What Millennials should know about DIY
Posted on 23rd February 2023
Millennials* are keen to tackle all sorts of do-it-yourself (DIY) jobs at home. Seven out of 10 are willing to take on projects involving anything from changing light fittings to complete house extensions.
Around one in five says they will happily make changes to electrical wiring at home. However, it’s worrying that more than half use social media like Instagram and You Tube to research their home improvement projects.
According to the Royal Society for the Prevention of Accidents (ROSPA), about 220,000 DIY enthusiasts end up in hospital every year.
While equipment such as ladders, saws and hammers accounts for many of these incidents there are some home improvement jobs that need a professional.
Electrical Safety First says that DIY errors cause half of all serious electric shocks in the UK’s homes.
Are you dying for DIY?
Injuries from electrical shocks can be life-threatening. Every year around 70 people die due to electrical accidents in the home. A survey of registered electricians found a third had fixed problems following electric shocks due amateur electrical installations. Equally worrying, around 15% said that DIY electrics had caused electrical fires.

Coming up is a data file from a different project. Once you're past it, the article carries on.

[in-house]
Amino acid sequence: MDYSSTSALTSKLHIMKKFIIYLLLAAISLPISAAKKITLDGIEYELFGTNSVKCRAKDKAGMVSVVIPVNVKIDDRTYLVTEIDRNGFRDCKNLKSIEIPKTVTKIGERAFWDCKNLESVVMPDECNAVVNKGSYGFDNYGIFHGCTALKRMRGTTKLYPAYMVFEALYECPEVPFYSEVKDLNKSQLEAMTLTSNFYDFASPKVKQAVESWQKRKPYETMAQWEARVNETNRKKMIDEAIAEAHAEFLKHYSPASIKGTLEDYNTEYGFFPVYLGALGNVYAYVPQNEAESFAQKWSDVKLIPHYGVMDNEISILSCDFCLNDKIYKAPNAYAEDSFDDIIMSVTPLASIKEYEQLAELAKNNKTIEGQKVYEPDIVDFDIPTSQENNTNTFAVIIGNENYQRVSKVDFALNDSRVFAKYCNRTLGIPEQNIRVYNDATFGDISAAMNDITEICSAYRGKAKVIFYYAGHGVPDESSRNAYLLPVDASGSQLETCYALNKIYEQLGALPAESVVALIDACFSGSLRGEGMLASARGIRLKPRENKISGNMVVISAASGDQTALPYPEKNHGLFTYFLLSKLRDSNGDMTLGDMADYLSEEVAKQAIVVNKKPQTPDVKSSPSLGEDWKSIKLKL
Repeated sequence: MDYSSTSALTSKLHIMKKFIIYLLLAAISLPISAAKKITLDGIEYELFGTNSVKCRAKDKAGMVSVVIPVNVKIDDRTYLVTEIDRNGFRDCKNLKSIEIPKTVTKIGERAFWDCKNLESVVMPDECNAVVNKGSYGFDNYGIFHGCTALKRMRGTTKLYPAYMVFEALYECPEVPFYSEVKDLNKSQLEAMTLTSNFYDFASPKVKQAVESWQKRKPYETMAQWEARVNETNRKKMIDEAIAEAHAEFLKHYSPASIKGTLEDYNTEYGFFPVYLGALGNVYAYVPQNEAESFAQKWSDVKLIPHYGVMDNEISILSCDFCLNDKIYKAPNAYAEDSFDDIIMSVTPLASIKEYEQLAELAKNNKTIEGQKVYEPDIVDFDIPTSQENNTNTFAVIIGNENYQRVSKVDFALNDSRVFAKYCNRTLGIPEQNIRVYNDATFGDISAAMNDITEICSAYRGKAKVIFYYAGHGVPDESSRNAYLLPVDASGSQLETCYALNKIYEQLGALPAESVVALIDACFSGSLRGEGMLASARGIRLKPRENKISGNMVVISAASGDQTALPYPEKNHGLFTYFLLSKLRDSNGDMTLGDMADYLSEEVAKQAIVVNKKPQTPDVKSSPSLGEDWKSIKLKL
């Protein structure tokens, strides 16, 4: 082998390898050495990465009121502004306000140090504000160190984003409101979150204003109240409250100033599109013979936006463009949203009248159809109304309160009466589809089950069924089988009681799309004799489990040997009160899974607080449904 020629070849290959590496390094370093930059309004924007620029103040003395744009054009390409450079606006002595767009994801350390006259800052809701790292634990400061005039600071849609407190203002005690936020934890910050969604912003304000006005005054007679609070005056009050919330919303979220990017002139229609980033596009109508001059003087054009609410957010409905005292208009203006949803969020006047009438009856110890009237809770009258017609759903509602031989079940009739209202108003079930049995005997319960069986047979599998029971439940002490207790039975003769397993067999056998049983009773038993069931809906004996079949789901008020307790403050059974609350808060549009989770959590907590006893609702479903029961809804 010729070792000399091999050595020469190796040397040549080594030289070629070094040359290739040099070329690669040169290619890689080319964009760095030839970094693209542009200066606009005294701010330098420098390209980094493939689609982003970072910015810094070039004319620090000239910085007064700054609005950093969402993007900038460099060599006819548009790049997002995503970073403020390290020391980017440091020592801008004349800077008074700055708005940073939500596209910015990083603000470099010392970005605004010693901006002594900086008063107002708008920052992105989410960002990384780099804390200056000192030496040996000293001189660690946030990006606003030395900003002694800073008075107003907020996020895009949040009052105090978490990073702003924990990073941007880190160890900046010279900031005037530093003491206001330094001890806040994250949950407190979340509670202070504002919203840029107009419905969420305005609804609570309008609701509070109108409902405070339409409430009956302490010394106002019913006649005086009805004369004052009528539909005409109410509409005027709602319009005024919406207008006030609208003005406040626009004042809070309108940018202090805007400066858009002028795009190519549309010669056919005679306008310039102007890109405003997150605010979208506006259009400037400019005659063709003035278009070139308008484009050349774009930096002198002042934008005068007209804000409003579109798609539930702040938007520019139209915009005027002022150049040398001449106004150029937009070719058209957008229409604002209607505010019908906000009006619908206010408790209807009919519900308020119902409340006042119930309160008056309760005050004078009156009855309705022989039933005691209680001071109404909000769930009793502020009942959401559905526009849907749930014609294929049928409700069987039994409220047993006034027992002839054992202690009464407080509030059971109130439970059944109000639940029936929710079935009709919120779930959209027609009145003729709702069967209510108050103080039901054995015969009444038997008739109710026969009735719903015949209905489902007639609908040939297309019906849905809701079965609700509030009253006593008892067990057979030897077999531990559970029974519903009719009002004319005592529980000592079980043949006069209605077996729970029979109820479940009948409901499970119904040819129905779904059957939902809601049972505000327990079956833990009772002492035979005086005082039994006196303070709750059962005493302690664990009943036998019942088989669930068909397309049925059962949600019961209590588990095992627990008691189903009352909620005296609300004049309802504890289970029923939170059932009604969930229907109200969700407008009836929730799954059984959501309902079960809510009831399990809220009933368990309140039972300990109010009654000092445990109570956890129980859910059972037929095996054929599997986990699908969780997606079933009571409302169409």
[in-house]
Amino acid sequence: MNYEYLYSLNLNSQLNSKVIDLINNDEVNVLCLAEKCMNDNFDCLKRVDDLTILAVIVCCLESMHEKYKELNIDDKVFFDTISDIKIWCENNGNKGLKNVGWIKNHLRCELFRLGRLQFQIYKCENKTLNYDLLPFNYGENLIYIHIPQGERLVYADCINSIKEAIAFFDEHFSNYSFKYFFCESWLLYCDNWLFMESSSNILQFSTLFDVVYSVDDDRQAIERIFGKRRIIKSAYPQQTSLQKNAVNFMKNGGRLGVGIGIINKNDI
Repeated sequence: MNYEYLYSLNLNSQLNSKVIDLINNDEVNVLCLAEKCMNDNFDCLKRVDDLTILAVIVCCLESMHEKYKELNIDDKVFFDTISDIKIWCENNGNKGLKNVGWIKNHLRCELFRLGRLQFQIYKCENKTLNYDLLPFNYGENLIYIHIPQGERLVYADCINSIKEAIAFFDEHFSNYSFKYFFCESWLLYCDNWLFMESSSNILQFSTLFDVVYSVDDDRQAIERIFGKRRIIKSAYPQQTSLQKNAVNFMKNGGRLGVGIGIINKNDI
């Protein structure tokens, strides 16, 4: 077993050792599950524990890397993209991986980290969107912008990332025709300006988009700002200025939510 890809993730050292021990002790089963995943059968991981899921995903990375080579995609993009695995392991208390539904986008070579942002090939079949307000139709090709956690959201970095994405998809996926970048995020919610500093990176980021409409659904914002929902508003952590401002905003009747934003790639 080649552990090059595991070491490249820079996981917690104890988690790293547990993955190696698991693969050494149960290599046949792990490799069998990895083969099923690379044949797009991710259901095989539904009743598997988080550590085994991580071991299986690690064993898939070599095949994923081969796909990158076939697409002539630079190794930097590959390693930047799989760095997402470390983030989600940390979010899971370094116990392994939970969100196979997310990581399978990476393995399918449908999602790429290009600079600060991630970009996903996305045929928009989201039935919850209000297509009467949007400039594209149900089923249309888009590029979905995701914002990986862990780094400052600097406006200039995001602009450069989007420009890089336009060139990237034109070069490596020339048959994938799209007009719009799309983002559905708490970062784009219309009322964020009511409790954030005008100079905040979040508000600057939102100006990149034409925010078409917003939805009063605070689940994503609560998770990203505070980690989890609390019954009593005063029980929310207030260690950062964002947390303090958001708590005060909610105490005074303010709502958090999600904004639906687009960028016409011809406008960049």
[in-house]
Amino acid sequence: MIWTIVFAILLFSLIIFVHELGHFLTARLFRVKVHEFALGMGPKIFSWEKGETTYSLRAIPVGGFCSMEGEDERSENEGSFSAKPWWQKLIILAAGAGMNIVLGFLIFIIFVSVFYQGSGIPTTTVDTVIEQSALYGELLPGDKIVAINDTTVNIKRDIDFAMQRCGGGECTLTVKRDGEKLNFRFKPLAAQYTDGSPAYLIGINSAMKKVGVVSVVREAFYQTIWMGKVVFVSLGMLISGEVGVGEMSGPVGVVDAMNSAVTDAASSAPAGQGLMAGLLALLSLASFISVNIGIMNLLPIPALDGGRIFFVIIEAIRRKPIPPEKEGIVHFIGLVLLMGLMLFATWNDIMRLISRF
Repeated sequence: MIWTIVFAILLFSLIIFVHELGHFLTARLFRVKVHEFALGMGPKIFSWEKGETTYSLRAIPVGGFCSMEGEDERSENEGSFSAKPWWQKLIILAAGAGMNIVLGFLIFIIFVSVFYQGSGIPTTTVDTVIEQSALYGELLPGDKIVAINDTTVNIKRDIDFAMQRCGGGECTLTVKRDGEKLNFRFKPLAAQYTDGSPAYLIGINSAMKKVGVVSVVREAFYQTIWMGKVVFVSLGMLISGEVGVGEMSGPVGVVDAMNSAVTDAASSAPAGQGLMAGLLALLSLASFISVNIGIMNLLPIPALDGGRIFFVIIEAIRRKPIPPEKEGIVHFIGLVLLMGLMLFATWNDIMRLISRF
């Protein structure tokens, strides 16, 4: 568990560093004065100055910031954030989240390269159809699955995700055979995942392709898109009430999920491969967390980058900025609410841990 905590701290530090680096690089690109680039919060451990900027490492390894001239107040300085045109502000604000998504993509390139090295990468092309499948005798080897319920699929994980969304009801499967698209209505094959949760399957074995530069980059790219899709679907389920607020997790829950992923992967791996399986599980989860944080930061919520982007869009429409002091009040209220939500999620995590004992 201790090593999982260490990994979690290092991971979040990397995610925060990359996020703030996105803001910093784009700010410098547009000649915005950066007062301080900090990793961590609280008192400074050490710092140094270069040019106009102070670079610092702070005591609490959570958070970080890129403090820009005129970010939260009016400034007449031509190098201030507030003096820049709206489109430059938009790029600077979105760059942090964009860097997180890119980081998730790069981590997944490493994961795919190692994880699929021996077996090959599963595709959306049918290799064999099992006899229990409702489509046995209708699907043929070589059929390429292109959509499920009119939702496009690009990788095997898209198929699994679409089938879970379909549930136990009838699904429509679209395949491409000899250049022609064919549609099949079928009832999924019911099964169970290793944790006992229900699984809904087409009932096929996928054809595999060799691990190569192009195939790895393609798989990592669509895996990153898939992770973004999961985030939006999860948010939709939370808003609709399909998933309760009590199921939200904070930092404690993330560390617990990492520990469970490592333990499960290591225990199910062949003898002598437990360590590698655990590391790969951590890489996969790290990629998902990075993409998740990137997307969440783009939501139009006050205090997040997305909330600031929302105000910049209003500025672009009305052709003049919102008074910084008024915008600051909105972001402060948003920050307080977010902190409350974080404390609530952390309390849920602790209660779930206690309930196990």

And the costs can be significant too. Insurers say that about one in five DIY enthusiasts will eventually need professional help to fix problems caused by inexperience.
Five top electrical safety tips for DIY
1. A common DIY mistake is accidentally drilling, nailing or screwing things into cables inside your walls. A quality cable detector can help you track buried cables before you start work.
2. An RCD (residual current device) can save your life by cutting off power if there’s an electrical fault. Make sure you have one fitted in your fuse box (consumer unit) and, where necessary, use a plug-in RCD.
3. If you're working near electrical wiring or power supplies shut off the relevant circuit in your fuse box and use battery powered tools.
4. Check that the leads and plugs for your power tools are in good condition. Be careful with the power lead to make sure you don't accidentally cut through or trip over it.
5. If you’re in any doubt, take the advice of a professional.
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